An antidote to drunkeness?

UCLA led researchers have developed a “pill” that uses two enzymes to mimic the action of the human liver in fighting alcohol intoxication.In a discovery that could derail the popular “Hangover” movie franchise, a team of researchers led by UCLA engineers has identified a method for speeding up the body’s reaction to the consumption of alcohol.

The researchers placed the two enzymes in … polymer capsules measuring just tens of nanometers in diameter. … The capsule protects the enzymes and allows them to freely [interact with] alcohol molecules. … The researchers used a mouse model to test how well the enzyme package worked as an antidote after alcohol was consumed. They found that blood alcohol levels in mice that received the enzyme package fell more quickly than in mice that did not. Blood alcohol levels of the antidote test group were 15.8 percent lower than the control group after 45 minutes, 26.1 percent lower after 90 minutes and 34.7 percent lower after three hours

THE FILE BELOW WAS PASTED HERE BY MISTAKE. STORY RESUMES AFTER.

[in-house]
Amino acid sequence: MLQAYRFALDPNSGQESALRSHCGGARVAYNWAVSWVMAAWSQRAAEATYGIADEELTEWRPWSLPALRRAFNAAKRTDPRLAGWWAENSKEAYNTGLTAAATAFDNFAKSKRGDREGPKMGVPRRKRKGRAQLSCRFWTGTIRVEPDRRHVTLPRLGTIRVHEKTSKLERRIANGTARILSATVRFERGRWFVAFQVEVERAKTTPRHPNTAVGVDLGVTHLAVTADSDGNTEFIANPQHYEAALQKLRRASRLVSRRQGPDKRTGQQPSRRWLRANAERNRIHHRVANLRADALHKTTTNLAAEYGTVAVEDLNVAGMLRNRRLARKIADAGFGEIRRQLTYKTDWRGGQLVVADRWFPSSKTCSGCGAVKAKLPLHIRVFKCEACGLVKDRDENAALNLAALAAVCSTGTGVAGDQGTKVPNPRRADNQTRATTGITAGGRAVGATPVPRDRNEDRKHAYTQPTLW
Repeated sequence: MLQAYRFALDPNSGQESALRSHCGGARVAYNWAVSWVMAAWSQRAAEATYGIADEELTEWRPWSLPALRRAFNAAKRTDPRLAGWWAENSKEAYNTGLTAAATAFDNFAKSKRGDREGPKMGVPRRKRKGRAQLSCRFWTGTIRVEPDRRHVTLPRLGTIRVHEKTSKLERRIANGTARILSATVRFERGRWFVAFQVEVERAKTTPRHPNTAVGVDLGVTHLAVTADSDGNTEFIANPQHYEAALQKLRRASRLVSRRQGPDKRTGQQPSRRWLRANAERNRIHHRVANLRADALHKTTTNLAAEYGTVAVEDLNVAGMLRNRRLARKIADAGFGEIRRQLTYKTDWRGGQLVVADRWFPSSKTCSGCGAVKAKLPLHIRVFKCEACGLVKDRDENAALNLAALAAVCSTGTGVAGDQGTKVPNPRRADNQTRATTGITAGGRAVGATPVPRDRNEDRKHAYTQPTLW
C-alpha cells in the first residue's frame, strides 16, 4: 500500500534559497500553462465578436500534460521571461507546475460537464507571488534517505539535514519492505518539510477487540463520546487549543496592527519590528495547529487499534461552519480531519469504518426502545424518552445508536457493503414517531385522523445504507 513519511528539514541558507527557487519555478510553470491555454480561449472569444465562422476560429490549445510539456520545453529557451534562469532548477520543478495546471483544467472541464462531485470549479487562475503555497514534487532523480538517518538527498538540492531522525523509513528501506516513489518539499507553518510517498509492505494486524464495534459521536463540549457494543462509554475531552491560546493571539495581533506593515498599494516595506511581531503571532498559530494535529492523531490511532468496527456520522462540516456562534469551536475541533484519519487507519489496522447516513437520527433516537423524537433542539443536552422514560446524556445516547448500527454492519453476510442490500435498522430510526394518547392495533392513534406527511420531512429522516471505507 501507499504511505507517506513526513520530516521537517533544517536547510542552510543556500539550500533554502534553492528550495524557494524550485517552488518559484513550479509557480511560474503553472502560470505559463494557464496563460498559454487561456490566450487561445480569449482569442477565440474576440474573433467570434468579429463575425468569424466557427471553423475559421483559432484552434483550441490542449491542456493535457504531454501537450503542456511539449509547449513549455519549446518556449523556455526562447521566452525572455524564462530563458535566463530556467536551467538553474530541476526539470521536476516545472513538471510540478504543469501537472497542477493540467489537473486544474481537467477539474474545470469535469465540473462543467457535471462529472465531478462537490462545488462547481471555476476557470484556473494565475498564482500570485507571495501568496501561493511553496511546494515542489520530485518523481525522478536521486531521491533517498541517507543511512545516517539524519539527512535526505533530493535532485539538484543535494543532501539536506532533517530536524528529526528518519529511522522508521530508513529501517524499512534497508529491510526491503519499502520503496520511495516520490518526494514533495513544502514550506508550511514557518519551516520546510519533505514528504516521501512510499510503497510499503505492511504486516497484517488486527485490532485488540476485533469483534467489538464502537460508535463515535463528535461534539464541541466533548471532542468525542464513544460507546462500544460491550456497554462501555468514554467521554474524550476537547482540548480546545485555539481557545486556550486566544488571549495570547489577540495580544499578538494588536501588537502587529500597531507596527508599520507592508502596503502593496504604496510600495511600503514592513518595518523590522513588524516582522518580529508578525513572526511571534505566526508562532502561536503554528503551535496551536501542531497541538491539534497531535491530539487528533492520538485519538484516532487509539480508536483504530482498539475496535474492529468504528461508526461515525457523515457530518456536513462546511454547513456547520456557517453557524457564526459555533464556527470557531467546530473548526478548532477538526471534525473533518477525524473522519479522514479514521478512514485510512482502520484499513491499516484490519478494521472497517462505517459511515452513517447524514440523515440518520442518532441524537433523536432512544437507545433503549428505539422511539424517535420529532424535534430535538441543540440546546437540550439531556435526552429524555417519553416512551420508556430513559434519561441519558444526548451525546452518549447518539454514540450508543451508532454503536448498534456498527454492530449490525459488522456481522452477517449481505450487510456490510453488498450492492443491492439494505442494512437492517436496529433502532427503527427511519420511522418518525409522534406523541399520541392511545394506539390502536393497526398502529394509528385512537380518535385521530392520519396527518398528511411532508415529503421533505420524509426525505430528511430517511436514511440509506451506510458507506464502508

via “Pill” Mimics the Action of the Human Liver in Fighting Alcohol Intoxication | SciTech Daily.

This is not the first alcohol antidote. But it is a clever approach to deliver extra amounts of nature’s own enzymes to do the job. Normally this doesn’t work because stomach acid breaks down and denatures any enzymes that are consumed. But since the delivery system is novel type of nanostructure, it is still a long way from being a commercial product. In the meantime, the best antidote to excess alcohol is a large glass of water.

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About Caspar

Caspar Addyman has a BA in mathematics, a BSc in psychology and PhD in developmental psychology. He works at the CBCD at Birkbeck, University of London. Before becoming an infantologist he spent eight years writing trading systems in the City. He lives in Brixton, Berlin and Dijon. He never drinks the same drink twice in a night and dances without spilling a drop. Twitter: @BrainStraining
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